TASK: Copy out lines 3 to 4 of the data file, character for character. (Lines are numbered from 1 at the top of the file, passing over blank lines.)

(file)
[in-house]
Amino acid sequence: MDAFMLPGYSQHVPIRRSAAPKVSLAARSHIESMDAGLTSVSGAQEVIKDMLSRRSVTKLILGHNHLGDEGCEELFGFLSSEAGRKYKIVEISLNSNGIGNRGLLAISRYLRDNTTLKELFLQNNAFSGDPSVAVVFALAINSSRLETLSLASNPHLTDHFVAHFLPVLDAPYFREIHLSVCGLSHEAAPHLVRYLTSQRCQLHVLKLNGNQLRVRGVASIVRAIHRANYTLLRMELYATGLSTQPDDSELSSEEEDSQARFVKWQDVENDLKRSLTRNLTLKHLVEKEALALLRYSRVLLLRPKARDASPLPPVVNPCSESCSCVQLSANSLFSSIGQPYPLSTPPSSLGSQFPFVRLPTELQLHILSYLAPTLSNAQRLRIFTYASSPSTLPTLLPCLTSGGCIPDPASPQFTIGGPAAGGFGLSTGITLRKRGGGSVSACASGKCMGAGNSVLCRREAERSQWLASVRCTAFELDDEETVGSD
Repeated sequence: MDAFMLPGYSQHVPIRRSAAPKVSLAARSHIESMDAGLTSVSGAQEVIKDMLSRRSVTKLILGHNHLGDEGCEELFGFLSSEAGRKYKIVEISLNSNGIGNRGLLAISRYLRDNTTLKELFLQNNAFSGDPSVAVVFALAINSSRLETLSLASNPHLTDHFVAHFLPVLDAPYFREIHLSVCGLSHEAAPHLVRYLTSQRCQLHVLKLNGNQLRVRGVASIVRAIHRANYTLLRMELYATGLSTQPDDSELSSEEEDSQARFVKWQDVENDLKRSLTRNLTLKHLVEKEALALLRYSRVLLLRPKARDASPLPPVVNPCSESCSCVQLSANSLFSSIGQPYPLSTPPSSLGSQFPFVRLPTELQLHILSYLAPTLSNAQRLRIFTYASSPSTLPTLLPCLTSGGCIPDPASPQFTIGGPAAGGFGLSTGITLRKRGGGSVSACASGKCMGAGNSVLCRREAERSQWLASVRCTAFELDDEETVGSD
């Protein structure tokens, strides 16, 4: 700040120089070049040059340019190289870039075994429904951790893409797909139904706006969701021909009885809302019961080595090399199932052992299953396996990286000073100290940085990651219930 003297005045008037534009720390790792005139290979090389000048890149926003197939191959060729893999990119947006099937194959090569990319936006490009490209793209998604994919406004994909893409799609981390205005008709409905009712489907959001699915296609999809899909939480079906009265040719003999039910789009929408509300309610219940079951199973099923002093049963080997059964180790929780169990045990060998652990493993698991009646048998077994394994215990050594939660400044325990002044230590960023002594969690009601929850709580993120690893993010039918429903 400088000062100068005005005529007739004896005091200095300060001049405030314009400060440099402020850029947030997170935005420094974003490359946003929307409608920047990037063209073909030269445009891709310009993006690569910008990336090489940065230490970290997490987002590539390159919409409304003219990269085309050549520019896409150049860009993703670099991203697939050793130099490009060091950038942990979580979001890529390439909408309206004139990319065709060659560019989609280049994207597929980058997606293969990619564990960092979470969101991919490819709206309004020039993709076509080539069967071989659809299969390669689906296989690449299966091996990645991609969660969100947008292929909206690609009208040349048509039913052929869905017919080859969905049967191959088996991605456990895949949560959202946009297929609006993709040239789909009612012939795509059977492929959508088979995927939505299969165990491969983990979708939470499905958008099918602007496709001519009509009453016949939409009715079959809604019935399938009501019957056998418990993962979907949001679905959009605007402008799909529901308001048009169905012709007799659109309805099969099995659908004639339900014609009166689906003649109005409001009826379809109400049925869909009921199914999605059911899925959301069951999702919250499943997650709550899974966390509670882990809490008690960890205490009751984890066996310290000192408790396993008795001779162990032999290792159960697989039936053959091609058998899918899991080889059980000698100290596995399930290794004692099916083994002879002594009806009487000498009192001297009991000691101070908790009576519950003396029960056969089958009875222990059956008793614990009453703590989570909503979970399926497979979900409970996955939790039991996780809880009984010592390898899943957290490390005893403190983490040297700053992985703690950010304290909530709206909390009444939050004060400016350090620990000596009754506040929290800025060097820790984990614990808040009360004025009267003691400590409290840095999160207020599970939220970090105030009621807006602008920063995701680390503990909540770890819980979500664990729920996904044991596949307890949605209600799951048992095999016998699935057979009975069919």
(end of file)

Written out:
Repeated sequence: MDAFMLPGYSQHVPIRRSAAPKVSLAARSHIESMDAGLTSVSGAQEVIKDMLSRRSVTKLILGHNHLGDEGCEELFGFLSSEAGRKYKIVEISLNSNGIGNRGLLAISRYLRDNTTLKELFLQNNAFSGDPSVAVVFALAINSSRLETLSLASNPHLTDHFVAHFLPVLDAPYFREIHLSVCGLSHEAAPHLVRYLTSQRCQLHVLKLNGNQLRVRGVASIVRAIHRANYTLLRMELYATGLSTQPDDSELSSEEEDSQARFVKWQDVENDLKRSLTRNLTLKHLVEKEALALLRYSRVLLLRPKARDASPLPPVVNPCSESCSCVQLSANSLFSSIGQPYPLSTPPSSLGSQFPFVRLPTELQLHILSYLAPTLSNAQRLRIFTYASSPSTLPTLLPCLTSGGCIPDPASPQFTIGGPAAGGFGLSTGITLRKRGGGSVSACASGKCMGAGNSVLCRREAERSQWLASVRCTAFELDDEETVGSD
């Protein structure tokens, strides 16, 4: 700040120089070049040059340019190289870039075994429904951790893409797909139904706006969701021909009885809302019961080595090399199932052992299953396996990286000073100290940085990651219930 003297005045008037534009720390790792005139290979090389000048890149926003197939191959060729893999990119947006099937194959090569990319936006490009490209793209998604994919406004994909893409799609981390205005008709409905009712489907959001699915296609999809899909939480079906009265040719003999039910789009929408509300309610219940079951199973099923002093049963080997059964180790929780169990045990060998652990493993698991009646048998077994394994215990050594939660400044325990002044230590960023002594969690009601929850709580993120690893993010039918429903 400088000062100068005005005529007739004896005091200095300060001049405030314009400060440099402020850029947030997170935005420094974003490359946003929307409608920047990037063209073909030269445009891709310009993006690569910008990336090489940065230490970290997490987002590539390159919409409304003219990269085309050549520019896409150049860009993703670099991203697939050793130099490009060091950038942990979580979001890529390439909408309206004139990319065709060659560019989609280049994207597929980058997606293969990619564990960092979470969101991919490819709206309004020039993709076509080539069967071989659809299969390669689906296989690449299966091996990645991609969660969100947008292929909206690609009208040349048509039913052929869905017919080859969905049967191959088996991605456990895949949560959202946009297929609006993709040239789909009612012939795509059977492929959508088979995927939505299969165990491969983990979708939470499905958008099918602007496709001519009509009453016949939409009715079959809604019935399938009501019957056998418990993962979907949001679905959009605007402008799909529901308001048009169905012709007799659109309805099969099995659908004639339900014609009166689906003649109005409001009826379809109400049925869909009921199914999605059911899925959301069951999702919250499943997650709550899974966390509670882990809490008690960890205490009751984890066996310290000192408790396993008795001779162990032999290792159960697989039936053959091609058998899918899991080889059980000698100290596995399930290794004692099916083994002879002594009806009487000498009192001297009991000691101070908790009576519950003396029960056969089958009875222990059956008793614990009453703590989570909503979970399926497979979900409970996955939790039991996780809880009984010592390898899943957290490390005893403190983490040297700053992985703690950010304290909530709206909390009444939050004060400016350090620990000596009754506040929290800025060097820790984990614990808040009360004025009267003691400590409290840095999160207020599970939220970090105030009621807006602008920063995701680390503990909540770890819980979500664990729920996904044991596949307890949605209600799951048992095999016998699935057979009975069919």